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The definitive sports and social history of the modern Olympic games—by a New York Times best-selling sportswriter.
A Boston Globe Best Book of 2016
A Kirkus Reviews Best Nonfiction Book of 2016
For millions of people around the world, the Summer and Winter Games are a joy and a treasure, but how did they develop into a global colossus? How have they been buffeted by—and, in turn, affected by—world events? Why do we care about them so much?
From the reinvention of the Games in Athens in 1896 to Rio in 2016, best-selling sportswriter David Goldblatt brilliantly traces their history through national triumphs and tragedies, individual victories and failures. Here is the story of grand Olympic traditions such as winners’ medals, the torch relay, and the eternal flame. Here is the story of popular Olympic events such as gymnastics, the marathon, and alpine skiing (as well as discontinued ones like tug-of-war). And here in all their glory are Olympic icons from Jesse Owens to Nadia Comaneci, Abebe Bikila to Bob Beamon, the Dream Team to Usain Bolt.
Hailed in the Wall Street Journal for writing about sports “with the expansive eye of a social and cultural critic,” Goldblatt goes beyond the medal counts to tell how women fought to be included in the Olympics on equal terms, how the wounded of World War II led to the Paralympics, and how the Olympics reflect changing attitudes to race and ethnicity. He explores the tensions between the Games’ amateur ideals and professionalization and commercialism in sports, the pitched battles between cities for the right to host the Games, and their often disappointing economic legacy. And in covering such seminal moments as Jesse Owens and Hitler at Berlin in 1936, the Black Power salute at Mexico City in 1968, the massacre of Israeli athletes at Munich in 1972, and the Miracle on Ice at Lake Placid in 1980, Goldblatt shows how prominently the modern Olympics have highlighted profound domestic and international conflicts.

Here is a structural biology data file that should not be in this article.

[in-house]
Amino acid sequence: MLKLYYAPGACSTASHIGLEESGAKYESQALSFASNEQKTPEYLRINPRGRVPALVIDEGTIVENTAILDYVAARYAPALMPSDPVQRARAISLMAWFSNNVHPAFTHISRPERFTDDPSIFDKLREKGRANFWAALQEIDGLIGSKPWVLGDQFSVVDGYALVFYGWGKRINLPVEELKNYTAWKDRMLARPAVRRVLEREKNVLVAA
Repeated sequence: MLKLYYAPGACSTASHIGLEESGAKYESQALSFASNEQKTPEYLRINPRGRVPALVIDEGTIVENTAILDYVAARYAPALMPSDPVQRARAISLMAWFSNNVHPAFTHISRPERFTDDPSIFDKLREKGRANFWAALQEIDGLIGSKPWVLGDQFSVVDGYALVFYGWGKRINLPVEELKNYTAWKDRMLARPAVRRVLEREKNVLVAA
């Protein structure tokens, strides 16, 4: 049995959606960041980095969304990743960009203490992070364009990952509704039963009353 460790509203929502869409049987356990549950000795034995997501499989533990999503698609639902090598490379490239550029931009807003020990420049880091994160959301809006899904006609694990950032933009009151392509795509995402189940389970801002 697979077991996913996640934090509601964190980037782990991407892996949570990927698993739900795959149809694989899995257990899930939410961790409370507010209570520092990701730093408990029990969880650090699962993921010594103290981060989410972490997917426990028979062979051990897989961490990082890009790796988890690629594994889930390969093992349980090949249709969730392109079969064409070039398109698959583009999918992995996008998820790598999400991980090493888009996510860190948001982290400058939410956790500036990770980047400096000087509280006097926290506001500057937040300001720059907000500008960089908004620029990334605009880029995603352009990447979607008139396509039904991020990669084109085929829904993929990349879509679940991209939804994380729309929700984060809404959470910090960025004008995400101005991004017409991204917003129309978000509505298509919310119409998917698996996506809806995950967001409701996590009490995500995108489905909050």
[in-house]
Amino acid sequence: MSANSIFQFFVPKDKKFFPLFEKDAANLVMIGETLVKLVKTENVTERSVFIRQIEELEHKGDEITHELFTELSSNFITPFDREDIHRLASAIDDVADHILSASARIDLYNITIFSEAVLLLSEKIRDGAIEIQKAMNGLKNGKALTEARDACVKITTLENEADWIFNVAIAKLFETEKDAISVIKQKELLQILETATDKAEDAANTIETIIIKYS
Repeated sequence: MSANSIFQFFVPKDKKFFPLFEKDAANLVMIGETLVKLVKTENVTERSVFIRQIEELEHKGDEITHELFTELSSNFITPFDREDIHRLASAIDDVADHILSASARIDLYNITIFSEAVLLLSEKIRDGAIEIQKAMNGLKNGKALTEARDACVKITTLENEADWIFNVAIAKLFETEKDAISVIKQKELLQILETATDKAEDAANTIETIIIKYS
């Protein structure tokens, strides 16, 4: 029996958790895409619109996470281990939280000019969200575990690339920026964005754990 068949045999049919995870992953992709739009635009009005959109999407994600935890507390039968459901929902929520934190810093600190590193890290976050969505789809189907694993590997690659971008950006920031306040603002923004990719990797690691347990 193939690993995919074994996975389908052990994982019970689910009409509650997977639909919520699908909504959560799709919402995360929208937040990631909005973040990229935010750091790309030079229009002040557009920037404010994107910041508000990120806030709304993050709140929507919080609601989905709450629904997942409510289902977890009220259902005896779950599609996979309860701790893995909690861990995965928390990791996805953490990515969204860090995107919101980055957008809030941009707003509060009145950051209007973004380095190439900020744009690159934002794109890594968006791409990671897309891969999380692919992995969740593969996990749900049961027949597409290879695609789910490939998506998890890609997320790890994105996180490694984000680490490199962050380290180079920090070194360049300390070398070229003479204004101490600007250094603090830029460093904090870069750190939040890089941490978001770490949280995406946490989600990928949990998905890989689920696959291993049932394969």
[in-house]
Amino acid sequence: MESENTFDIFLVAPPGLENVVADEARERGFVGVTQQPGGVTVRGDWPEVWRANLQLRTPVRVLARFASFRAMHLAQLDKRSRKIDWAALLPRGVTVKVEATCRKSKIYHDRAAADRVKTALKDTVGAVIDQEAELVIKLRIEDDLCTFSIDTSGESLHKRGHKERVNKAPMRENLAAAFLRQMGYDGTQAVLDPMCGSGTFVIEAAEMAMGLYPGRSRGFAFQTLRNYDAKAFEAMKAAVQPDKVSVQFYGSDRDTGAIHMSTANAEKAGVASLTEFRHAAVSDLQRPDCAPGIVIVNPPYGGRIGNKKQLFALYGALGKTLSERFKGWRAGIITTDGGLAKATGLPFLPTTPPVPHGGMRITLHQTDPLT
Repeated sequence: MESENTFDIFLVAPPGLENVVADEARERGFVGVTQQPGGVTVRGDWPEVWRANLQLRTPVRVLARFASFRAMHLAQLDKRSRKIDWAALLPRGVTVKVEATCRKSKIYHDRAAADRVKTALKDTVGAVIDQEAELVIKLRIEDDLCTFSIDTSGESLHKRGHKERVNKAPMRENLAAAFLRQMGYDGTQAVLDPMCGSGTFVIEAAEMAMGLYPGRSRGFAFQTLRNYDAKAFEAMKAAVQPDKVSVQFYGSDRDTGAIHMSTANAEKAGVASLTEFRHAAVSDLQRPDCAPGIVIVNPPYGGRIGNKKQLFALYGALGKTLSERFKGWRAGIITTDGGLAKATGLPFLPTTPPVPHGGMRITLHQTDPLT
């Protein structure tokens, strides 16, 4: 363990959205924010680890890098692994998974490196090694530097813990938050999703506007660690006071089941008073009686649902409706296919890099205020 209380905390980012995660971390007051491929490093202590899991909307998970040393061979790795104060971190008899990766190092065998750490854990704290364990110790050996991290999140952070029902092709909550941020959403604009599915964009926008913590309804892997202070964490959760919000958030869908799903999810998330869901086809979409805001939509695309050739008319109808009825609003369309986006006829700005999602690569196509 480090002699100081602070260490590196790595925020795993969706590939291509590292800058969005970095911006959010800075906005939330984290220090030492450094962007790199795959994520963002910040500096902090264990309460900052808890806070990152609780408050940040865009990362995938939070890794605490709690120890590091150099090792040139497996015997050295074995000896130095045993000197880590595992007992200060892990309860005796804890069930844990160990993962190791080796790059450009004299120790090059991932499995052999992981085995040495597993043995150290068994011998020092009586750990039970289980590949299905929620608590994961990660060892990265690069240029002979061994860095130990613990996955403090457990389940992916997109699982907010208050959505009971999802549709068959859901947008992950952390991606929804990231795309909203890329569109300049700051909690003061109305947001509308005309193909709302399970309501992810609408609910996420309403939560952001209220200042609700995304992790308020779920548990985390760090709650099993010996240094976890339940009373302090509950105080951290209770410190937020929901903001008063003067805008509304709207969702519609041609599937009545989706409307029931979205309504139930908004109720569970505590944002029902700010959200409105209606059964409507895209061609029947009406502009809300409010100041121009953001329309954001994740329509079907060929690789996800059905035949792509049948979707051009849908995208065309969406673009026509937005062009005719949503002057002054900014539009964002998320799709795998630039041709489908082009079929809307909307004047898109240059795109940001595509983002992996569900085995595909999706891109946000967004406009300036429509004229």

Illuminated with dazzling vignettes from over a century of the Olympics, this stunningly researched and engagingly written history captures the excitement, drama, and kaleidoscopic experience of the Games.
“A people’s history of the Olympics. . . . [Goldblatt] has taken on a challenge worthy of a marathoner.” — Mary Pilon, New York Times Book Review
“Goldblatt has a particular eye for how the gung-ho competitiveness of Americans shaped international sport.” — Aram Goudsouzian, Washington Post
“[A] bracingly debunking history. . . . Goldblatt writes about [the Olympics] with all his usual intelligence and social insight.” — David Runciman, Guardian
“[An] outstanding book. . . . Illuminating, erudite, fair-minded and readable.” — Matthew Engel, Financial Times
“A tour de force history of the Olympics in romanticized myth and political reality. . . . Gracefully written and compellingly argued, this is one of the best books of the year and one of the best sports books ever written.” — Kirkus (starred review)
“Highly recommended. . . . [E]xplores the social and political history of the Olympic Games, from Pierre de Coubertin’s neo-Hellenic vision as founder of the IOC to the expensive spectacles of the twenty-first century.” — Library Journal (starred review)
“A magisterial history of the Olympics . . . chronicling classic moments of sporting achievements as well as the Games' significance in international conflicts.” — Publishers Weekly
“[The Games] makes a significant contribution to sports history.” — Booklist